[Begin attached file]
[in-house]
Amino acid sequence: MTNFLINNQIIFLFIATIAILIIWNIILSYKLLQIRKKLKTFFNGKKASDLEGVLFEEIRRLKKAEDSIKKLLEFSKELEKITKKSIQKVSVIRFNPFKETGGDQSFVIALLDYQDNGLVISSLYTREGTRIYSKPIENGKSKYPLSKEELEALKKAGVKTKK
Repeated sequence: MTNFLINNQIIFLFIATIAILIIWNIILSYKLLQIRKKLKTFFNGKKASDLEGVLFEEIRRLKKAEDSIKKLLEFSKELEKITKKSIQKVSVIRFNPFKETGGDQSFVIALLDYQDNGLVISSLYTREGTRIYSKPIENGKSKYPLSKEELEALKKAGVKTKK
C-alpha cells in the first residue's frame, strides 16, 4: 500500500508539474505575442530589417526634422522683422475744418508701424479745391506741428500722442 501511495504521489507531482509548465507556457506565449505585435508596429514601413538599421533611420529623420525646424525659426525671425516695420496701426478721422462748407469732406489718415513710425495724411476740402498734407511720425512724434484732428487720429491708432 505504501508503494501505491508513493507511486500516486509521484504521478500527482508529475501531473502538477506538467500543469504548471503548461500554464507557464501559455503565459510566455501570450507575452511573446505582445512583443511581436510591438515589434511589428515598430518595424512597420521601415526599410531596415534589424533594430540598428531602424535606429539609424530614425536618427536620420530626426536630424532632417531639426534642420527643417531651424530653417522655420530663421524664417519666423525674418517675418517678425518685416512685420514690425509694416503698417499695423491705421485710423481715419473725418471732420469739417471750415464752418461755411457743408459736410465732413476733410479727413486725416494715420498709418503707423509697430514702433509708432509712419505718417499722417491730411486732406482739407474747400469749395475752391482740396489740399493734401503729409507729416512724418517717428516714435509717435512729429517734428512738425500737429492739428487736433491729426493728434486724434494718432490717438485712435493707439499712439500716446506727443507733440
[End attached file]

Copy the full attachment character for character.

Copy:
[in-house]
Amino acid sequence: MTNFLINNQIIFLFIATIAILIIWNIILSYKLLQIRKKLKTFFNGKKASDLEGVLFEEIRRLKKAEDSIKKLLEFSKELEKITKKSIQKVSVIRFNPFKETGGDQSFVIALLDYQDNGLVISSLYTREGTRIYSKPIENGKSKYPLSKEELEALKKAGVKTKK
Repeated sequence: MTNFLINNQIIFLFIATIAILIIWNIILSYKLLQIRKKLKTFFNGKKASDLEGVLFEEIRRLKKAEDSIKKLLEFSKELEKITKKSIQKVSVIRFNPFKETGGDQSFVIALLDYQDNGLVISSLYTREGTRIYSKPIENGKSKYPLSKEELEALKKAGVKTKK
C-alpha cells in the first residue's frame, strides 16, 4: 500500500508539474505575442530589417526634422522683422475744418508701424479745391506741428500722442 501511495504521489507531482509548465507556457506565449505585435508596429514601413538599421533611420529623420525646424525659426525671425516695420496701426478721422462748407469732406489718415513710425495724411476740402498734407511720425512724434484732428487720429491708432 505504501508503494501505491508513493507511486500516486509521484504521478500527482508529475501531473502538477506538467500543469504548471503548461500554464507557464501559455503565459510566455501570450507575452511573446505582445512583443511581436510591438515589434511589428515598430518595424512597420521601415526599410531596415534589424533594430540598428531602424535606429539609424530614425536618427536620420530626426536630424532632417531639426534642420527643417531651424530653417522655420530663421524664417519666423525674418517675418517678425518685416512685420514690425509694416503698417499695423491705421485710423481715419473725418471732420469739417471750415464752418461755411457743408459736410465732413476733410479727413486725416494715420498709418503707423509697430514702433509708432509712419505718417499722417491730411486732406482739407474747400469749395475752391482740396489740399493734401503729409507729416512724418517717428516714435509717435512729429517734428512738425500737429492739428487736433491729426493728434486724434494718432490717438485712435493707439499712439500716446506727443507733440